Let me start with telling you a story about a friendship.
In May 2015, I met a person who changed my life for the better on Instagram. On his profile, there were pictures of only bicycles. He had been a follower and supporter of mine on Instagram for a while before we really started talking. It was a picture of Singapore I posted that connected us together. He commented and talked about his journey to Singapore, and that was the beginning of this valuable friendship.
We’d talk everyday about our lives, and he would give me so much advice on life or anything in general whenever I needed help. The next month when he visited Taiwan, we decided to meet. It was a magical feeling to actually see him in person. I felt like we had known each other for more than a month, for a long long time actually. We went to one of my favourite coffee shop, we talked, and I asked about the reason why he started photographing bicycles… I was in love with the way he talked about it, the way he looked at me, and most importantly, the story itself.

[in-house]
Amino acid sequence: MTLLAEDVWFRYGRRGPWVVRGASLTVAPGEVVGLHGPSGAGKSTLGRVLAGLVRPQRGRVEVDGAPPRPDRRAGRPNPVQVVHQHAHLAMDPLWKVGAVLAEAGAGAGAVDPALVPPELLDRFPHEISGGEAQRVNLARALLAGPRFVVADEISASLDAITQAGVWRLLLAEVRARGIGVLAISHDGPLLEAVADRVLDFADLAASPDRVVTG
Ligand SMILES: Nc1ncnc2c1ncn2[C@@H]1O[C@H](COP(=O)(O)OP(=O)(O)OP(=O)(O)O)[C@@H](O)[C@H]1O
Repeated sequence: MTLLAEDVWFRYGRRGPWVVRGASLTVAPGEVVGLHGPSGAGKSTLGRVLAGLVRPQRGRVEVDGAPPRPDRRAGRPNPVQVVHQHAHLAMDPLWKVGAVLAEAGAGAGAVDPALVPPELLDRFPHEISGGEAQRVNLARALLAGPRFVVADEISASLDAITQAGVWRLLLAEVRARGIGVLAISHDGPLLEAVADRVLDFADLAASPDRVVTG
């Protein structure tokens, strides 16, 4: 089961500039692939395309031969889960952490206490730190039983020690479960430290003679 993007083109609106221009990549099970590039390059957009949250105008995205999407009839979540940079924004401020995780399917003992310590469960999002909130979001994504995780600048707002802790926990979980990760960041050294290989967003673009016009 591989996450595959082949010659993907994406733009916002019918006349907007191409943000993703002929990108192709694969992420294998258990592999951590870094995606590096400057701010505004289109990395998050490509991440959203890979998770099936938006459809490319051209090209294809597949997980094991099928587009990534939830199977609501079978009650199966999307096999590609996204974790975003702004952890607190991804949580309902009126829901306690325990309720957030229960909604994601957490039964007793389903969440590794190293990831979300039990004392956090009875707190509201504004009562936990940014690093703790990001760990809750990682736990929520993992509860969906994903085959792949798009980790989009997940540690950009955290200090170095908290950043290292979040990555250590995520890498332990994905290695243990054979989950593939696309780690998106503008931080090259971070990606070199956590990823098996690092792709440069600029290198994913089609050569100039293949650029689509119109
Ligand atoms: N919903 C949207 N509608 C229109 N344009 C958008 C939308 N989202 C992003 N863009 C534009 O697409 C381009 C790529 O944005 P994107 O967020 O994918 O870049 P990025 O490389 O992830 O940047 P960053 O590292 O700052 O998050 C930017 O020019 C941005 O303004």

He became one of my favourite people in my life and one of the most important ones. We stopped talking for a while for some reasons, and somehow I felt like the connection between us was gone. So I decided to start photographing bicycles, to somehow, pick up my love for him and the connections between us.
A while ago, he showed me the website he created for his bicycle series, and I found out that we happened to have photographed pictures of the same bicycle at the same spot. We were certain that the connection between us was real. How amazing is it that two people from different countries with completely different backgrounds, who have not met for years, happened to take picture of the same thing? How beautiful and magical is that?
He was the reason of my bicycle series, and he still is. My bicycle series is about the love for a best friend, and the connection between us.
My bicycle love started on my first trip to Paris. I saw one leaning up on a wall, and it looked like a piece of art. And then I started seeing them differently, everywhere I travelled. And I realised that it’s one of the few things that every country and culture has in common. In rich countries, the bikes are made of expensive materials and don’t have a scratch. In poor countries, they are old and rusty. But they are still bicycles. It’s still two wheels that helps a person get from a to b. And the concept of the bike hasn’t changed for more than 100 years. They are so elegant and beautiful. They are silent and reliable. And it connects a poor rice farmer in Vietnam to a rich banker in New York.John K.
When I see a bicycle, I don’t just see the object. I see love, connection and magic. And what’s more, I try to give bicycles lives by photographing them.